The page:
It is provided by ch. 75, Public Laws 1929, that in any action or proceeding against a nonresident, “growing out of any accident or collision in which said nonresident may be involved by reason of tbe operation by bim, for bim, or under bis control or direction, express or implied, of a motor vehicle on any of tbe public highways of this State,” service may be obtained through tbe Commissioner of Revenue. Compliance with tbe provisions of this statute is conceded in tbe instant case.
Tbe question for decision is whether tbe automobile which struck plaintiff’s intestate was being operated at tbe time “for” tbe corporate defendant, or under its “control or direction, express or implied.” Tbe court found that tbe automobile was so operated at tbe time, and accordingly denied tbe defendant’s motion to vacate tbe service of process and to dismiss for want of jurisdiction. Denton v. Vassiliades, 212 N. C., 513, 193 S. E., 737. Tbe ruling is supported by tbe record. Bigham v. Foor, 201 N. C., 14, 158 S. E., 548.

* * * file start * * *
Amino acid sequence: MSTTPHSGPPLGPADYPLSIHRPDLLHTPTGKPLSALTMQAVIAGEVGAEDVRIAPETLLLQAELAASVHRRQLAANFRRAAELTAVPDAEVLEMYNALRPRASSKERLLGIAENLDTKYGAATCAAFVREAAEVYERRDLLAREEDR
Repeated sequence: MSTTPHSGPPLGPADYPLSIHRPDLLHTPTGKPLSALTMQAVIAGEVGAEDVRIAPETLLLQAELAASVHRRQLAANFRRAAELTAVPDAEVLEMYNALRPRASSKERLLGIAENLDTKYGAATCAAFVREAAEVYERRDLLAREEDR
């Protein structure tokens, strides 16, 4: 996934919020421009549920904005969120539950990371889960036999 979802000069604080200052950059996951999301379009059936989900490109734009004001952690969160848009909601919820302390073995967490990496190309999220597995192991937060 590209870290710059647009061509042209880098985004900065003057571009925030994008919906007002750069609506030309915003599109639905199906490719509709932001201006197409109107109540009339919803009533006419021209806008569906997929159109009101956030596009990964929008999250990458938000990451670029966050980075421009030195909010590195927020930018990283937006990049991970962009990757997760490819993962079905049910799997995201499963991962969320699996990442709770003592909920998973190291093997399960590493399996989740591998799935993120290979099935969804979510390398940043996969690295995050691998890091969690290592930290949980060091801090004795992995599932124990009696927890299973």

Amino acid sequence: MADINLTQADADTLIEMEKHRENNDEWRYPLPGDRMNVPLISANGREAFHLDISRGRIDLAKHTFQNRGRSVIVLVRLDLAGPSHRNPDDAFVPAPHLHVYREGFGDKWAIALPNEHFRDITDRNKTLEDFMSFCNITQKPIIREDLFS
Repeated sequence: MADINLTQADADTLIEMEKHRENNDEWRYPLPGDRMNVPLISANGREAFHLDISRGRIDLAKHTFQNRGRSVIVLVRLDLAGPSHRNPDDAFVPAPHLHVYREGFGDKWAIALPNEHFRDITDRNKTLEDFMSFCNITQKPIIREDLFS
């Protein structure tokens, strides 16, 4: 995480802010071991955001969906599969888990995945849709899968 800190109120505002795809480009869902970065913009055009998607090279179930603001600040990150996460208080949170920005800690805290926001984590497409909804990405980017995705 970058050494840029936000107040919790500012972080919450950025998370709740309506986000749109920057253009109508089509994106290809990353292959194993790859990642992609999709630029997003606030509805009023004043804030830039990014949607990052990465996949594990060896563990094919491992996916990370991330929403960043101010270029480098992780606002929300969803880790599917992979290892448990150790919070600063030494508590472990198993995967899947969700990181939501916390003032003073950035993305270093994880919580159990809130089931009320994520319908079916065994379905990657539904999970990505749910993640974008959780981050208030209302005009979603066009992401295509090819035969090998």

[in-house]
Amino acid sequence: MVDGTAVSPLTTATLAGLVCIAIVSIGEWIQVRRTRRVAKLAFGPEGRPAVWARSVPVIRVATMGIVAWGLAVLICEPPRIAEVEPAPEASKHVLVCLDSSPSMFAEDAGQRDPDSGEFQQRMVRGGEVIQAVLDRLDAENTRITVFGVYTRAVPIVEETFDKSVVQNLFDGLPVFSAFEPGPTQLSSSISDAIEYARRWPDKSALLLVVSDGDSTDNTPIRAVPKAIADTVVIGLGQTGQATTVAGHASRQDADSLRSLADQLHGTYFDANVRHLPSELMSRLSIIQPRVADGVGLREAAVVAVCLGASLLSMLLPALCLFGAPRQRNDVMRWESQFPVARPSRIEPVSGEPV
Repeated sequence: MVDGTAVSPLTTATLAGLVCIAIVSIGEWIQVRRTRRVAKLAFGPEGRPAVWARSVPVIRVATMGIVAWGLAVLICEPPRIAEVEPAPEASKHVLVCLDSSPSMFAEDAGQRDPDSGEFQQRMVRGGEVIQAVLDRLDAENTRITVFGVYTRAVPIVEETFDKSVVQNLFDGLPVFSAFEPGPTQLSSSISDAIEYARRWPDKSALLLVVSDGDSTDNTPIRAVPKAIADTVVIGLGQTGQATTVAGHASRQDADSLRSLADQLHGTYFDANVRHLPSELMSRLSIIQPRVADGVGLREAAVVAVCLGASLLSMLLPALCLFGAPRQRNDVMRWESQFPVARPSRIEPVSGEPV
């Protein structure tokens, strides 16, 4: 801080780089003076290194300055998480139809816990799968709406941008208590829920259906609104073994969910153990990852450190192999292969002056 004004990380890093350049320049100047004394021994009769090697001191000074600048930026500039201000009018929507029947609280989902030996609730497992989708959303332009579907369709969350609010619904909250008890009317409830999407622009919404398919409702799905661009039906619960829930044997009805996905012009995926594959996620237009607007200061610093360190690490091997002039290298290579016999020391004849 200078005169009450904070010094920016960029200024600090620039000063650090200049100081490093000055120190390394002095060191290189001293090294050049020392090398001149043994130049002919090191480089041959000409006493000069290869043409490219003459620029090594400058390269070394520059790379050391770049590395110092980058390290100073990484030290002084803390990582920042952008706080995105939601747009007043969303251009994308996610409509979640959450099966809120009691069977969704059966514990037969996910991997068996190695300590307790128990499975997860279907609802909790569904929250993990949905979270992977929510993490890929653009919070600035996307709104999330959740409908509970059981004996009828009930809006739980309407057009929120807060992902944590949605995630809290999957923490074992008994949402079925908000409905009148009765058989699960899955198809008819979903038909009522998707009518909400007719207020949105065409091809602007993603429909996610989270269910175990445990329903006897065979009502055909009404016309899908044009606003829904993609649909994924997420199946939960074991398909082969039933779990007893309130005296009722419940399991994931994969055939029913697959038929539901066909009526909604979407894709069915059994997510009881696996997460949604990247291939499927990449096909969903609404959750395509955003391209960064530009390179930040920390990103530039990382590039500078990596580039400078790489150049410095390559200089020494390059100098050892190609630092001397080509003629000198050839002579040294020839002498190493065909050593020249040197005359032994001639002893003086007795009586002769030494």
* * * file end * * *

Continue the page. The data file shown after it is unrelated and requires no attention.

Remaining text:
Tbe case of Plott v. Michael, 214 N. C., 665, 200 S. E., 431, cited by appellant, is not in point. It involved an attempted service of process under a different statute, C. S., 1137. See White v. Lumber Co., 199 *349N. C., 410, 154 S. E., 620. Likewise, tbe case of Smith v. Haughton, 206 N. C., 587, 174 S. E., 506, is distinguishable, for in that case there was no evidence that the automobile, there owned by the agent and representative of the corporate defendant, was being operated at the time in the business of the corporate defendant, “for” it, or under its “control or direction, express or implied.” Here, just the reverse appears.
The ruling from which the defendant appeals will be upheld.